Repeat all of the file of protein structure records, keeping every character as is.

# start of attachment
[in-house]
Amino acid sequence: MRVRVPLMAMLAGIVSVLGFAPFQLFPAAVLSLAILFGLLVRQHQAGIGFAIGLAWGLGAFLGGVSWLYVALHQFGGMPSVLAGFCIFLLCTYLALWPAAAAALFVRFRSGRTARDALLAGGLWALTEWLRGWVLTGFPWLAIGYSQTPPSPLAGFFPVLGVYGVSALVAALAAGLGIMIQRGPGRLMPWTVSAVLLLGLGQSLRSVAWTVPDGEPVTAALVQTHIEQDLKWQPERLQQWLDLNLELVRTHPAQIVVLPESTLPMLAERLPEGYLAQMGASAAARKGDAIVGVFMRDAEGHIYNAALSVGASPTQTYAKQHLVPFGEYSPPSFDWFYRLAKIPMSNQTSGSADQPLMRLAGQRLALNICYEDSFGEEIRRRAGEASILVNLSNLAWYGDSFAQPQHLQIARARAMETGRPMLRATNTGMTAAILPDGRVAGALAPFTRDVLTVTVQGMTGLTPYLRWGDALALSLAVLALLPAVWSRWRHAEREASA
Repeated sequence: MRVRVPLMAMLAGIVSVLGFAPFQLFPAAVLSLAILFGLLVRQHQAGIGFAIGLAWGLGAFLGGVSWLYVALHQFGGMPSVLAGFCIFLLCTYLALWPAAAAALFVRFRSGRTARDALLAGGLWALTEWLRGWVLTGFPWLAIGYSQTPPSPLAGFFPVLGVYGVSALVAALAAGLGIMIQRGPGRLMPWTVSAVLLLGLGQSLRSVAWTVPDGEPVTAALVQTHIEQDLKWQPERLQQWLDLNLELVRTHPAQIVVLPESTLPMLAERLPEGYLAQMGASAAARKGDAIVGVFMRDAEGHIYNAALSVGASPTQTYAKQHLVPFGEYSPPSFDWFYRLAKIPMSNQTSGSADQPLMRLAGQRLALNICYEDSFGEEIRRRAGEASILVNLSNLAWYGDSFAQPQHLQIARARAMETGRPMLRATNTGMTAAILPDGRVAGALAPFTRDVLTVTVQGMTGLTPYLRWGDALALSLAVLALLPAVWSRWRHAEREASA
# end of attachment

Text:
[in-house]
Amino acid sequence: MRVRVPLMAMLAGIVSVLGFAPFQLFPAAVLSLAILFGLLVRQHQAGIGFAIGLAWGLGAFLGGVSWLYVALHQFGGMPSVLAGFCIFLLCTYLALWPAAAAALFVRFRSGRTARDALLAGGLWALTEWLRGWVLTGFPWLAIGYSQTPPSPLAGFFPVLGVYGVSALVAALAAGLGIMIQRGPGRLMPWTVSAVLLLGLGQSLRSVAWTVPDGEPVTAALVQTHIEQDLKWQPERLQQWLDLNLELVRTHPAQIVVLPESTLPMLAERLPEGYLAQMGASAAARKGDAIVGVFMRDAEGHIYNAALSVGASPTQTYAKQHLVPFGEYSPPSFDWFYRLAKIPMSNQTSGSADQPLMRLAGQRLALNICYEDSFGEEIRRRAGEASILVNLSNLAWYGDSFAQPQHLQIARARAMETGRPMLRATNTGMTAAILPDGRVAGALAPFTRDVLTVTVQGMTGLTPYLRWGDALALSLAVLALLPAVWSRWRHAEREASA
Repeated sequence: MRVRVPLMAMLAGIVSVLGFAPFQLFPAAVLSLAILFGLLVRQHQAGIGFAIGLAWGLGAFLGGVSWLYVALHQFGGMPSVLAGFCIFLLCTYLALWPAAAAALFVRFRSGRTARDALLAGGLWALTEWLRGWVLTGFPWLAIGYSQTPPSPLAGFFPVLGVYGVSALVAALAAGLGIMIQRGPGRLMPWTVSAVLLLGLGQSLRSVAWTVPDGEPVTAALVQTHIEQDLKWQPERLQQWLDLNLELVRTHPAQIVVLPESTLPMLAERLPEGYLAQMGASAAARKGDAIVGVFMRDAEGHIYNAALSVGASPTQTYAKQHLVPFGEYSPPSFDWFYRLAKIPMSNQTSGSADQPLMRLAGQRLALNICYEDSFGEEIRRRAGEASILVNLSNLAWYGDSFAQPQHLQIARARAMETGRPMLRATNTGMTAAILPDGRVAGALAPFTRDVLTVTVQGMTGLTPYLRWGDALALSLAVLALLPAVWSRWRHAEREASA